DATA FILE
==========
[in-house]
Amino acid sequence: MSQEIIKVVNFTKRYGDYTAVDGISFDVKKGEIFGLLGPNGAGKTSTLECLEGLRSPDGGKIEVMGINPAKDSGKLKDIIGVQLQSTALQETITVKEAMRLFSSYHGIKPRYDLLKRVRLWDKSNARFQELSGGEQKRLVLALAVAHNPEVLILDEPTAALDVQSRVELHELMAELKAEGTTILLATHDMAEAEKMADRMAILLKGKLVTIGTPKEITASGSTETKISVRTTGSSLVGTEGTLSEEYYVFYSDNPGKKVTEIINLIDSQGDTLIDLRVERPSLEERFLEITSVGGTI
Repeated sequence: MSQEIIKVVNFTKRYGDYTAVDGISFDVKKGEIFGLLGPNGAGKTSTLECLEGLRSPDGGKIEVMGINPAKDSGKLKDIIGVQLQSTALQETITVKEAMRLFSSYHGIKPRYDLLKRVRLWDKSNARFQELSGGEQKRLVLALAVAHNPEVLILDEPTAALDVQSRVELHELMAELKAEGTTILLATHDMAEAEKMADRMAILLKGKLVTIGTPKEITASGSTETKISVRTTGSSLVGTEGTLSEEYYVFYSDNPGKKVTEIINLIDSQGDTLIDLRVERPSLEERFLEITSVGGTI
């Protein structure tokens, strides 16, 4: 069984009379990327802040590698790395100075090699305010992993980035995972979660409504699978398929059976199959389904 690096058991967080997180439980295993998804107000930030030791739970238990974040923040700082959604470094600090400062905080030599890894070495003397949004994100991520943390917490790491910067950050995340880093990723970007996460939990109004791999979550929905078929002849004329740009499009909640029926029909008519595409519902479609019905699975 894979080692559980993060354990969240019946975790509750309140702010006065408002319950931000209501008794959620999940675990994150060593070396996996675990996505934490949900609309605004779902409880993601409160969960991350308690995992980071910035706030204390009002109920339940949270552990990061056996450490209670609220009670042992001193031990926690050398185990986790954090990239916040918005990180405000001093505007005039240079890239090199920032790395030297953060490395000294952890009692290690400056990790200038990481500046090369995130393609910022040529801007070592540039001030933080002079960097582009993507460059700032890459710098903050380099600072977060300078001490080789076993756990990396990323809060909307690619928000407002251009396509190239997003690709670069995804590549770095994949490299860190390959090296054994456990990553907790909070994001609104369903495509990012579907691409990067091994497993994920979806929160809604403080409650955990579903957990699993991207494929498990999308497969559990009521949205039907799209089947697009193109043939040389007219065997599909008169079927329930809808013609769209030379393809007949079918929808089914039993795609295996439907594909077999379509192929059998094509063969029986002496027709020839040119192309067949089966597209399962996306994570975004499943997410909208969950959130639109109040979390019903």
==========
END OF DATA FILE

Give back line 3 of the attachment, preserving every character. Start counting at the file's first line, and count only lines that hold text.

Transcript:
Repeated sequence: MSQEIIKVVNFTKRYGDYTAVDGISFDVKKGEIFGLLGPNGAGKTSTLECLEGLRSPDGGKIEVMGINPAKDSGKLKDIIGVQLQSTALQETITVKEAMRLFSSYHGIKPRYDLLKRVRLWDKSNARFQELSGGEQKRLVLALAVAHNPEVLILDEPTAALDVQSRVELHELMAELKAEGTTILLATHDMAEAEKMADRMAILLKGKLVTIGTPKEITASGSTETKISVRTTGSSLVGTEGTLSEEYYVFYSDNPGKKVTEIINLIDSQGDTLIDLRVERPSLEERFLEITSVGGTI